So, you could actually build this same circuit today for an active parts cost of a buck or less (much less if you find a inexpensive FET). Or, you could also spif it up by using a video op amp for the gain stage, making the new form of the circuit look a lot more like (a). This would allow for full dc coupling at both input and output, whereas the (b) form must be ac coupled. And it also would allow driving lower-impedance loads.

Since this circuit functions as an op-amp type inverting gain circuit, the ideal gain is Rf/Rin, where Rf and Rin are the amplifier's effective feedback and input resistances, respectively. Of course, overall performance is subject to the limitations of the rather modest amplifier, where the main virtue is low cost. Rf is dynamically switched by the FET, via the CONTROL GATE input.

The change is from 150 kΩ in the high gain, or amplifier ON state with the control input low, to the low gain or OFF state with the control input high, where Rf becomes 150 kΩ || Ron, or ~498 Ω.

Thus, the inverting gain is either about 15 times with the amplifier gated ON, or about 1/20 when OFF. This equates to a calculated dynamic gain reduction of about 50 dB. It is worth noting to anyone trying this type of circuit that there may be some variation in the FET Ron, since the FET channel is dc biased at one VBE, and the control signal positive excursion is ~0V. This uncertainty can be eliminated, if desired, by use of a simple diode level shifter to the FET gate.

To quote from the original article, here are two of the key performance attributes of the circuit:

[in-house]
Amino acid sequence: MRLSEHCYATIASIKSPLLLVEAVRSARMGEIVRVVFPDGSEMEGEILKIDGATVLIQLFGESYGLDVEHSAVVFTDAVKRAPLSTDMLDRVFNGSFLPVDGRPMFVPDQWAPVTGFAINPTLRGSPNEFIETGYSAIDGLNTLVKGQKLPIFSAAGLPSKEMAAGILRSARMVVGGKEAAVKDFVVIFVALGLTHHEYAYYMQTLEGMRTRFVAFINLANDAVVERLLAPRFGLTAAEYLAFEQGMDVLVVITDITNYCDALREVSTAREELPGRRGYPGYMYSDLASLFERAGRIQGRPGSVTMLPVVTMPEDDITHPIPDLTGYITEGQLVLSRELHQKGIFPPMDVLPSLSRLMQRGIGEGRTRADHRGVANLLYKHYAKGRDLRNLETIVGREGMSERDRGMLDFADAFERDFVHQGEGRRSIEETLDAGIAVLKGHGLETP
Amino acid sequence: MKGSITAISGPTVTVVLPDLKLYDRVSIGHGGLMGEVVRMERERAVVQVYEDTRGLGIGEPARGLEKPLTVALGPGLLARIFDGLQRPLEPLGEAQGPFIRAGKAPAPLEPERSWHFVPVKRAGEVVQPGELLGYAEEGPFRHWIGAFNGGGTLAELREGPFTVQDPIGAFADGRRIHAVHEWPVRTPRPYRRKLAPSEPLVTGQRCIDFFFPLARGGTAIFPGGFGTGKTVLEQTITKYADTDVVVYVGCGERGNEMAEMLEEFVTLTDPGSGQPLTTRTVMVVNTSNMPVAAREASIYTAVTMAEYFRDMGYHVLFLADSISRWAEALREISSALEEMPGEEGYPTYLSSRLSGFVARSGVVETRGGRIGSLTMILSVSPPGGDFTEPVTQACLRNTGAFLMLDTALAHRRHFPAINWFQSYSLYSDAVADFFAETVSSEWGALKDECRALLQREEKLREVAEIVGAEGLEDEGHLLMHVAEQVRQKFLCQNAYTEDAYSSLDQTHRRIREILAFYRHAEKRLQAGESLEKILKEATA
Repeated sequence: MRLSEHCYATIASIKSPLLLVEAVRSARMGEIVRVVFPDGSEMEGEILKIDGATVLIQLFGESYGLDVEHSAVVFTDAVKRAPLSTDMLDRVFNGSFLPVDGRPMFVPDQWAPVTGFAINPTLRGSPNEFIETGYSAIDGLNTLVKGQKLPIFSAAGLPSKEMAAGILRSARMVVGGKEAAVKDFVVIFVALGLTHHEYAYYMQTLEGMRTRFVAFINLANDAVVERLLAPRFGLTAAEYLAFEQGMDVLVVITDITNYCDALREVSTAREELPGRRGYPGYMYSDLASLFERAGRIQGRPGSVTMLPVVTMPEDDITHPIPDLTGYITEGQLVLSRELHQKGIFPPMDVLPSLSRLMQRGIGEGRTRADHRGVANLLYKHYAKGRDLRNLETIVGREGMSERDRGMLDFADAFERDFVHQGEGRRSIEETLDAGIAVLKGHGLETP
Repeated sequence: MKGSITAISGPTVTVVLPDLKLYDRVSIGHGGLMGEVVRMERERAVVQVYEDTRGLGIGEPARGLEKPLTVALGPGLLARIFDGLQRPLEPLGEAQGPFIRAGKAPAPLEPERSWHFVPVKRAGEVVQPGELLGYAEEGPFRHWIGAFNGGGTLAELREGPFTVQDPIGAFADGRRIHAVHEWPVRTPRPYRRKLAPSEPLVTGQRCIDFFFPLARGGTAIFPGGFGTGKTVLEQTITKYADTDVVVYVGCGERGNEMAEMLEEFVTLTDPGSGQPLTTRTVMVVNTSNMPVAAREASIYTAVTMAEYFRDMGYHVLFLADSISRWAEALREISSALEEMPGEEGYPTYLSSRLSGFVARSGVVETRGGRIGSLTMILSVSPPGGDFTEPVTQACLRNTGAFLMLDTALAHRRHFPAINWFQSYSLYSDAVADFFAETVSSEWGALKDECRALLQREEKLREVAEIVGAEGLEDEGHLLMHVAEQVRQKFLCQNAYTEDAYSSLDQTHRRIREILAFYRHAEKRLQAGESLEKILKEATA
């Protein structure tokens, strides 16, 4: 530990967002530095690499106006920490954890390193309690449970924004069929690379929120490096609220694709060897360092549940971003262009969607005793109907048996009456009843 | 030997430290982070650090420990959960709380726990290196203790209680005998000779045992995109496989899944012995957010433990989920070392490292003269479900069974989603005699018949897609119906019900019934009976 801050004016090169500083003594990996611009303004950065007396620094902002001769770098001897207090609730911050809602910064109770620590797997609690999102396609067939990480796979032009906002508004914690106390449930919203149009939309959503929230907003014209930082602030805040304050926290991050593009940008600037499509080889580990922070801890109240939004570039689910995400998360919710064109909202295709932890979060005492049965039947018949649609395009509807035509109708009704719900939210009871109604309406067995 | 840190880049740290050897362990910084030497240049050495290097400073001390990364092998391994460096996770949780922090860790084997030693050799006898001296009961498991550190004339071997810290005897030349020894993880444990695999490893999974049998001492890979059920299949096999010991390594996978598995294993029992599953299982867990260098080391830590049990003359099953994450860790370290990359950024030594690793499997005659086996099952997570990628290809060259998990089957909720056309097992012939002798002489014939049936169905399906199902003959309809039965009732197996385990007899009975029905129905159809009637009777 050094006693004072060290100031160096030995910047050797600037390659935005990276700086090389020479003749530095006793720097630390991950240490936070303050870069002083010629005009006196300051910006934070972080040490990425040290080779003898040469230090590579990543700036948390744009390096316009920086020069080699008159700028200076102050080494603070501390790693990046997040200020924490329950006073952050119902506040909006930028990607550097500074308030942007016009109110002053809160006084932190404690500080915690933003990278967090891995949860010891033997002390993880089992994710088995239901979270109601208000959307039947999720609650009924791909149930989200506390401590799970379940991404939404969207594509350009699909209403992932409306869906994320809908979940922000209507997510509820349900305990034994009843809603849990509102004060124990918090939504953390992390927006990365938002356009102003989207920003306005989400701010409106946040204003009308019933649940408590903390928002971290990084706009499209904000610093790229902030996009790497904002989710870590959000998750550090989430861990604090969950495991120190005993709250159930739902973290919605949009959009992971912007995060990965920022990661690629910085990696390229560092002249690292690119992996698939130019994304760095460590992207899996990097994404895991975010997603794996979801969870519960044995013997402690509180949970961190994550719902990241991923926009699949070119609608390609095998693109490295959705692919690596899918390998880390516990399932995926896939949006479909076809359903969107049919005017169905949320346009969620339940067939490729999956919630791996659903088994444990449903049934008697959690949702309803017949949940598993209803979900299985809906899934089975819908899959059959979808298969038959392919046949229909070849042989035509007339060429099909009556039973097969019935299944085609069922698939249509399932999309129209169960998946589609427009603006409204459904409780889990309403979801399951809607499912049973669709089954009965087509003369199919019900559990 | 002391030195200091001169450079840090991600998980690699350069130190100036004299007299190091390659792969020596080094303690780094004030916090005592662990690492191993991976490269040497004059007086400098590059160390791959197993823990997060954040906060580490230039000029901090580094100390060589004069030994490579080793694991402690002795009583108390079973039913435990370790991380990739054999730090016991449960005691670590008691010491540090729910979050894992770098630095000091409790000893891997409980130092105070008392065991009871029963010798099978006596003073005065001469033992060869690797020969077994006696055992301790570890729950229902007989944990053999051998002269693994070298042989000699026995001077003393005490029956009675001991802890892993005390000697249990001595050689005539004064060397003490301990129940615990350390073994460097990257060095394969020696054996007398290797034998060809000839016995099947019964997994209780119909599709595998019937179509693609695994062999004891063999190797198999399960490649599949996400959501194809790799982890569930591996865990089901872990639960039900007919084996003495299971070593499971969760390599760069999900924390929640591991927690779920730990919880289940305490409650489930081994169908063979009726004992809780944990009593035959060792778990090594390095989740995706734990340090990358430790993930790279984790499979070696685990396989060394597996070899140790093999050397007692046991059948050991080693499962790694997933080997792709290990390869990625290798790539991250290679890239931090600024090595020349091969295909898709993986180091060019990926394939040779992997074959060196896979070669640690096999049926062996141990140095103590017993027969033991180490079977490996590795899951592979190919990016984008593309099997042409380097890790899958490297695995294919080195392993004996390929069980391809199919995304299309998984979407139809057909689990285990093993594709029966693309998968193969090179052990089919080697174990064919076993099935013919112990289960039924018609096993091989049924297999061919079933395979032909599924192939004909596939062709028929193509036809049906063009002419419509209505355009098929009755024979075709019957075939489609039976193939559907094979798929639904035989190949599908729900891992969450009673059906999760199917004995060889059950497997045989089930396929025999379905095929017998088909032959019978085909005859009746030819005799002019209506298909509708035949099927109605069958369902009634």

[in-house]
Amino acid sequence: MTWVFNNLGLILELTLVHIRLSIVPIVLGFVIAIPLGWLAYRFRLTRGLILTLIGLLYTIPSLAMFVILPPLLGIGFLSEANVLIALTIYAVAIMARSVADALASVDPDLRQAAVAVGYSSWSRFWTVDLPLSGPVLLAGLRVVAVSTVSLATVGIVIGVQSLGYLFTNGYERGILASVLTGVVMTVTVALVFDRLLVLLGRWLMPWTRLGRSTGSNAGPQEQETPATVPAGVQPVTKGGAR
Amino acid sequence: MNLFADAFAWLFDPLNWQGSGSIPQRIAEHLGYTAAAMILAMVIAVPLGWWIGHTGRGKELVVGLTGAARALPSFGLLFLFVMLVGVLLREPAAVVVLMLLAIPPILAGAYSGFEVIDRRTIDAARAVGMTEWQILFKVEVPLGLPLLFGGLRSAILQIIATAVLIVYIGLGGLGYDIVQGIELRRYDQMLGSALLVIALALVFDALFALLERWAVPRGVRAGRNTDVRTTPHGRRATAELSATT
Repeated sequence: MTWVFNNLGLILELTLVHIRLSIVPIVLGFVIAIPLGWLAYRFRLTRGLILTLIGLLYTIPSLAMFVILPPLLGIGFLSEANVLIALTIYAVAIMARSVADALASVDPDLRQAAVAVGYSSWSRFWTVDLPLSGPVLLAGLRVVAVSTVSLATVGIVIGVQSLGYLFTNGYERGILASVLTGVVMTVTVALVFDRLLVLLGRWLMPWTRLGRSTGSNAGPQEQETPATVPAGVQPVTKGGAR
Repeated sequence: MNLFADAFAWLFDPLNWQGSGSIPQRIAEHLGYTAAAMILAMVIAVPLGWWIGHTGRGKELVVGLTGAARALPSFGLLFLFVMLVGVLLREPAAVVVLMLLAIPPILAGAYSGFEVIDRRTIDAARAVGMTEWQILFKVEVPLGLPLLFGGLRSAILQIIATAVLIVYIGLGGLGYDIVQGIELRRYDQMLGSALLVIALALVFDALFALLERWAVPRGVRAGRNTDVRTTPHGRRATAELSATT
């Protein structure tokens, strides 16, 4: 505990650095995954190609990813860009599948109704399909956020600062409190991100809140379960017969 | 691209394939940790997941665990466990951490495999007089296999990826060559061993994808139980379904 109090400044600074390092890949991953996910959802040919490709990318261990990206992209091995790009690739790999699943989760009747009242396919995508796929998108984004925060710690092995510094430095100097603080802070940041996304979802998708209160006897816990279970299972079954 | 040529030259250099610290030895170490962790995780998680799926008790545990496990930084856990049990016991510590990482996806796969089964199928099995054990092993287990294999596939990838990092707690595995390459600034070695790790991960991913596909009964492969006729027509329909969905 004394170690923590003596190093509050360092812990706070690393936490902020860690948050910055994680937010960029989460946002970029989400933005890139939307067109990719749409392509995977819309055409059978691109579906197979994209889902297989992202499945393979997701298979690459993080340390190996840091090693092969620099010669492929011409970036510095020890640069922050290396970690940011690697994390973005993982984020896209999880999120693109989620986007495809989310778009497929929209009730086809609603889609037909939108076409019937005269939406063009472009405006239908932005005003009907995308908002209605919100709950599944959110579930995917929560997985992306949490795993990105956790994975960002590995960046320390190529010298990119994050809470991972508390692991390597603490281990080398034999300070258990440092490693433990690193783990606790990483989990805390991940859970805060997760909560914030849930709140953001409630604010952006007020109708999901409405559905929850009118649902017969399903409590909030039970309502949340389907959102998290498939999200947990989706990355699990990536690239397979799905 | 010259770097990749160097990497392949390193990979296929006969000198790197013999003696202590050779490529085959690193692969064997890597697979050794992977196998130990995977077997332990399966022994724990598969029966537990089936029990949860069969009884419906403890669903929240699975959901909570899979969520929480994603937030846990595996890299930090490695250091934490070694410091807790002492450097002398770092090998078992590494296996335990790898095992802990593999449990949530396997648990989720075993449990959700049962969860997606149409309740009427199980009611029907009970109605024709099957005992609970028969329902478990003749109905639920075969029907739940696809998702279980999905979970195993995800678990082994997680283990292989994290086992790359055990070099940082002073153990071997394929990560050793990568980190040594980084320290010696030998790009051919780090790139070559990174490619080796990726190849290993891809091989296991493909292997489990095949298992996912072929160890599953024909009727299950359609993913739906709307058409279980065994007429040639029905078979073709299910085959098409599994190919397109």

There's a low output impedance from Q3's emitter under all signal conditions—an advantage that is not possessed by conventional series or shunt choppers.

In addition, a constant input impedance, Rin, under all signal conditions—also not characteristic of series or shunt choppers.

TIP: So, what we have in this circuit is an old technique, but one basically just as viable today as it was 30 years ago. The circuit was originally designed when I worked for a small Maryland company, Maryland Telecommunications Inc. (MTI—no longer in business). As best I can establish, the use we then had for it was a gating circuit for a video-processing system, where the (b) circuit, driven by suitable horizontal and vertical sync derived timing signals, opened a controllable active video window over one central portion of the screen.

So yes, we were doing windows all the way back in 1968! And we had a lot of fun with video circuits back in those days. In digging out the history of this circuit, I appreciated helpful comments from a couple of MTI co-workers and good friends from back then, Dick Groom and Al Levin.

My January 1968 article was the first of a long series of "Ideas for Design" published in Electronic Design. Later on, they were supplemented with many feature articles, and I'd venture the total list has grown to more than 60 by now.

Over these past 30 years, I have been fortunate to work with many different Electronic Design editors, and with each the experience has been both pleasurable as well as professional. Let's hope we can keep it up!

Next month, we plan to get back onto a more conventional column schedule. As I hope will be clear from remarks above, your comments on future directions will be helpful. Here at the close of 1997, I'd like to take the opportunity to thank all of those readers who took the time to write within the past year, and hope that they (and more of you) will continue to do so in 1998. May you all have a prosperous new year, with fully successful analog designs, and be totally devoid of PC crashes and support problems!


  1. Walter G. Jung, "Gated amplifier uses FET in feedback loop", Electronic Design, January 4, 1968.